Moral behavior functions of morality evolutionary

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Moral Behavior: Functions of Morality – Evolutionary Theory Evolutionary theorists argue that humans have an evolved genetic makeup that predisposes them not only to behave antisocially but also to empathize with their fellow humans and to behave prosocially and morally
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Learning Objectives How can parents provide their infants and children with moral socialization? What child characteristics determine how morally trainable a child is likely to be? How do current researchers evaluate Piaget’s and Kohlberg’s views on infants’ and children’s moral reasoning?
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The Infant – Early Moral Training Infants are predisposed to be empathic, prosocial beings and learn many important moral lessons during their first 2 years of life Infants begin to learn that their actions have consequences, to associate negative emotions with violating rules, and to exert self-control when they are tempted to violate rules
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The Infant – Early Moral Training According to Kochanska and colleagues (2009), moral socialization is based upon A secure parent-infant attachment Development of a mutually responsive orientation A close, emotionally positive, and cooperative relationship in which child and caregiver care about each other and are sensitive to each other’s needs Parents also can foster early moral development by discussing their toddlers’ behavior in an open way, expressing their feelings, and evaluating their children’s acts as good or bad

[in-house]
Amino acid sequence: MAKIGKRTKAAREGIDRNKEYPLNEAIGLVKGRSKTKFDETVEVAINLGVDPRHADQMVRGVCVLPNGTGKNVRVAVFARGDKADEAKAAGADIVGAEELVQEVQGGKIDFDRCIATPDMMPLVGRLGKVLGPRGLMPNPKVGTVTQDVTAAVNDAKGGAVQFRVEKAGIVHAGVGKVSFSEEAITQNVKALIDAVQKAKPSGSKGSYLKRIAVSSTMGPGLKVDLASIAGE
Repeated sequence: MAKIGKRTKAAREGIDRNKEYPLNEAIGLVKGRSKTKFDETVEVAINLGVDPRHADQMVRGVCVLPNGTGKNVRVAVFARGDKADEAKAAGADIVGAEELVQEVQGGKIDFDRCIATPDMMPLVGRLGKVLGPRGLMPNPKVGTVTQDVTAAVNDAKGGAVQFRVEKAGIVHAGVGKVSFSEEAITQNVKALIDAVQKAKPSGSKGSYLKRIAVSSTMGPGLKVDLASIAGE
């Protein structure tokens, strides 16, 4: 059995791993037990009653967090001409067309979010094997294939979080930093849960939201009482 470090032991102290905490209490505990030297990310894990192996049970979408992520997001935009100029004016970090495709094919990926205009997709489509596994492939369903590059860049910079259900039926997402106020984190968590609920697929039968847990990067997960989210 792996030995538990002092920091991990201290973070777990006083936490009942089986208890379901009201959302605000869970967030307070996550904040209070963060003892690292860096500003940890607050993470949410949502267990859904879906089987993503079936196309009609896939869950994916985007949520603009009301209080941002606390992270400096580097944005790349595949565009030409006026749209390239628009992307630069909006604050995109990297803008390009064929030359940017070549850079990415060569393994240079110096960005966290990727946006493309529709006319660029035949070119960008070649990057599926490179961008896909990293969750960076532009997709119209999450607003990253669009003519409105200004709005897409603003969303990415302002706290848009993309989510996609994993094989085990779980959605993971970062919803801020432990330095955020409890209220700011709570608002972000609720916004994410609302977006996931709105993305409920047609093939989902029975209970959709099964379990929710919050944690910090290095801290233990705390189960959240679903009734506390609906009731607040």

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The Infant – Empathy and Prosocial Behavior There is evidence that empathy and prosocial behavior are part of human evolutionary heritage Newborns display a primitive form of empathy when they are distressed by the cries of other newborns From the ages of 1 to 2, infants develop a form of empathy that motivates helping, such as when a toddler tries to comfort someone in distress Prosocial behaviors (helping, sharing, comforting) become increasingly common from age 1 to age 2
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The Child Both Piaget and Kohlberg underestimated children’s abilities to engage in moral reasoning Nelson’s (1980) study showed that young children can base their moral judgments on both a person’s intentions and the consequences of his act
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The Child – Understanding Rules Turiel (1978, 1983, 2006) observed that children distinguish between different kinds of rules Moral rules: standards that focus on the welfare and basic rights of individuals Rules against hitting, stealing, lying, and otherwise harming others or violating their rights Social-conventional rules: standards determined by social consensus that tell us what is appropriate in particular social settings Rules of social etiquette, including the rules of games and school rules for behavior From their preschool years, children understand that moral rules are more compelling and unalterable than social-conventional rules
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The Child – Applying Theory of Mind Once they develop a theory of mind, children’s moral thinking becomes more sophisticated
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  • Fall '17
  • MarciaGuilliams
  • Lawrence Kohlberg, Kohlberg's stages of moral development

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